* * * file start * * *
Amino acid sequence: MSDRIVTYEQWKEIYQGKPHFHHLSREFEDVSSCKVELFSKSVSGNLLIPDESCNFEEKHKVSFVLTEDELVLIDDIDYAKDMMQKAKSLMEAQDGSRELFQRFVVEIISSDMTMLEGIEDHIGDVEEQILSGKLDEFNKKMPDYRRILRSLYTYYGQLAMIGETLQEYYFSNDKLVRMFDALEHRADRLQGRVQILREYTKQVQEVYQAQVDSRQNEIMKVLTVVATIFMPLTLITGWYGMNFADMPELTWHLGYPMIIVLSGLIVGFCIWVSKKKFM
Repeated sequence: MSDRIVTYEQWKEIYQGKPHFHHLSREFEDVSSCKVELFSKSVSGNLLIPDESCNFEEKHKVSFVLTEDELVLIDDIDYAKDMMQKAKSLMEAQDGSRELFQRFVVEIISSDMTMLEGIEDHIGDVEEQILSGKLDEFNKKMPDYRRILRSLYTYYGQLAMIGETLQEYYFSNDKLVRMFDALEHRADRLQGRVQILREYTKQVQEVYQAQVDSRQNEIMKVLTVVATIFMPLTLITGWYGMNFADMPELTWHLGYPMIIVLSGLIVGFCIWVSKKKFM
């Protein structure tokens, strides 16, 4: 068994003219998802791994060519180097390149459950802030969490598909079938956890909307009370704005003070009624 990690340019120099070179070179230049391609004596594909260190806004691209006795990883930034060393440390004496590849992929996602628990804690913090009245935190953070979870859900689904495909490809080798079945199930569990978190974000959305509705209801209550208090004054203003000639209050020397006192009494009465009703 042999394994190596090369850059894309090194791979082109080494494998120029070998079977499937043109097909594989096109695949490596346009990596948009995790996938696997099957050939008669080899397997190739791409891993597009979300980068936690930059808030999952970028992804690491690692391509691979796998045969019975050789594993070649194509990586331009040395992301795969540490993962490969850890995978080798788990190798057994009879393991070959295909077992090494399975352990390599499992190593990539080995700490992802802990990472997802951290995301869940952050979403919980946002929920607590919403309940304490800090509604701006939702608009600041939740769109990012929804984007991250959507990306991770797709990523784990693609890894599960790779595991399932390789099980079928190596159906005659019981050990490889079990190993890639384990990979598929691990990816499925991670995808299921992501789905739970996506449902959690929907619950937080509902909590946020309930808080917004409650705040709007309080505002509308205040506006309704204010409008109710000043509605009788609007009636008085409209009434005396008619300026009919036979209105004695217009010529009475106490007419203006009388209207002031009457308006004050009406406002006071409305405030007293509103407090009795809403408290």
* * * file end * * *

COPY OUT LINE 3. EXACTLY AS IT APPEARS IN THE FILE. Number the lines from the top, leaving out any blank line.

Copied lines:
């Protein structure tokens, strides 16, 4: 068994003219998802791994060519180097390149459950802030969490598909079938956890909307009370704005003070009624 990690340019120099070179070179230049391609004596594909260190806004691209006795990883930034060393440390004496590849992929996602628990804690913090009245935190953070979870859900689904495909490809080798079945199930569990978190974000959305509705209801209550208090004054203003000639209050020397006192009494009465009703 042999394994190596090369850059894309090194791979082109080494494998120029070998079977499937043109097909594989096109695949490596346009990596948009995790996938696997099957050939008669080899397997190739791409891993597009979300980068936690930059808030999952970028992804690491690692391509691979796998045969019975050789594993070649194509990586331009040395992301795969540490993962490969850890995978080798788990190798057994009879393991070959295909077992090494399975352990390599499992190593990539080995700490992802802990990472997802951290995301869940952050979403919980946002929920607590919403309940304490800090509604701006939702608009600041939740769109990012929804984007991250959507990306991770797709990523784990693609890894599960790779595991399932390789099980079928190596159906005659019981050990490889079990190993890639384990990979598929691990990816499925991670995808299921992501789905739970996506449902959690929907619950937080509902909590946020309930808080917004409650705040709007309080505002509308205040506006309704204010409008109710000043509605009788609007009636008085409209009434005396008619300026009919036979209105004695217009010529009475106490007419203006009388209207002031009457308006004050009406406002006071409305405030007293509103407090009795809403408290």